A Daughter Talks With Her Father About Coping With Her Mother's Suicide


Sylvia Grosvold with her mom Kari Grosvold, in March 2008.
Courtesy of the Grosvold and Weiner family

Sylvia Grosvold with her mom Kari Grosvold, in March 2008.

This story is part of StoryCorps' Road to Resilience project, which leverages the power of storytelling to help children cope with the death of a parent, sibling or loved one.

Sylvia Grosvold was 5 years old when her mother died by suicide.

Now 16, Sylvia recently sat down with her father Josh Weiner, 52, at StoryCorps. They talked about the day Sylvia's mother, Kari Grosvold, died, and the years that followed.

Sylvia vividly remembers going to school that morning in October 2008. It was the last time she would see her mom.

"Mom would always walk me inside to the classroom," she said. "And this day she walked me onto the playground and then she said I could go in by myself, if I wanted. And I felt so grown up."

Sylvia didn't hug her mom as usual, or even say goodbye. But she didn't get far before she realized she wanted to give her mom a proper goodbye.

"I got into the classroom and I immediately started crying, and I ran back out," Sylvia said. "But by that time, she was gone. I just felt so guilty that I hadn't given her one last hug."

At the end of that day, Sylvia's school called her dad to tell him that his wife had not picked up their daughter. Josh later found out that his wife had died by suicide.

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"In the first year or two after your mom died, I just remember feeling helpless, like there's nothing I can do to fix this," Josh said.

He remembered apologizing to Sylvia for throwing away her mom's suicide note before she had a chance to read it. "I think I was just so angry when I read that," he told her.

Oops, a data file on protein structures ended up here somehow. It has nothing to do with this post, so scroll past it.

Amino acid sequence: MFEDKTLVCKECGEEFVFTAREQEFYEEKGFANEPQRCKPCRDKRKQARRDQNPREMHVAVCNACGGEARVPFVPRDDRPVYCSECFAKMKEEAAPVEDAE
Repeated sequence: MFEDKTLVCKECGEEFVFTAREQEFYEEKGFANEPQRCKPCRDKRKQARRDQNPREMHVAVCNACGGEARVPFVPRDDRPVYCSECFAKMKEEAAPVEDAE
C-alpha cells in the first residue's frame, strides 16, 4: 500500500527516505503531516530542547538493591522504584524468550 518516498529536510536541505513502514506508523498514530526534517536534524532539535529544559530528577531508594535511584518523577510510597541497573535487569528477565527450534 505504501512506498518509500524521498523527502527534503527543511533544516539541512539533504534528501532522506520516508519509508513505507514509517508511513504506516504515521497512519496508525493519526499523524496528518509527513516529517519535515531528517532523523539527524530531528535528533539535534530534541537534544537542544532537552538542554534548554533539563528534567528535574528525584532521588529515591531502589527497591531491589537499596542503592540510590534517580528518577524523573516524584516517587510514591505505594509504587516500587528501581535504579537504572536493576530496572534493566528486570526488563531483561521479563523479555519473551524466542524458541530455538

"I mean, I totally understand why you did it," Sylvia said.

Josh and his daughter developed their own ways of coping.

She and her dad remembered how Sylvia had conjured a story for herself about how her mother lived in a city on the moon.

"We had that bathroom window that opened up and didn't have a screen, and you could see the moon perfectly from there," she said. "So I would look out the window and talk to her."

If she could talk to her now, Sylvia says she'd want her mom to know what her personality is like. Sylvia's dad tells her that her friendly nature reminds him of her mom.

"You have a lot of enthusiasm for your relationships with other people," he said. "She was like that, you know, she really wanted to get to know people and connect with them."

"I think she would be very proud of you," Josh said.

Over the past 11 years, Sylvia says she's overcome her biggest fear.

"I've learned a lot about death and dealing with it because I struggled with that for so long. I couldn't go to sleep. I didn't want you to leave because I was worried something would happen," she told her dad.

"But one time I was at camp and we were supposed to say our biggest fear. And I was like, 'Death --' hold up, wait ... that's not my biggest fear anymore."

"I guess I'm stronger than I think I am."

Audio produced for Morning Edition by Aisha Turner and Mitra Bonshahi.

StoryCorps is a national nonprofit that gives people the chance to interview friends and loved ones about their lives. These conversations are archived at the American Folklife Center at the Library of Congress, allowing participants to leave a legacy for future generations. Learn more, including how to interview someone in your life, at

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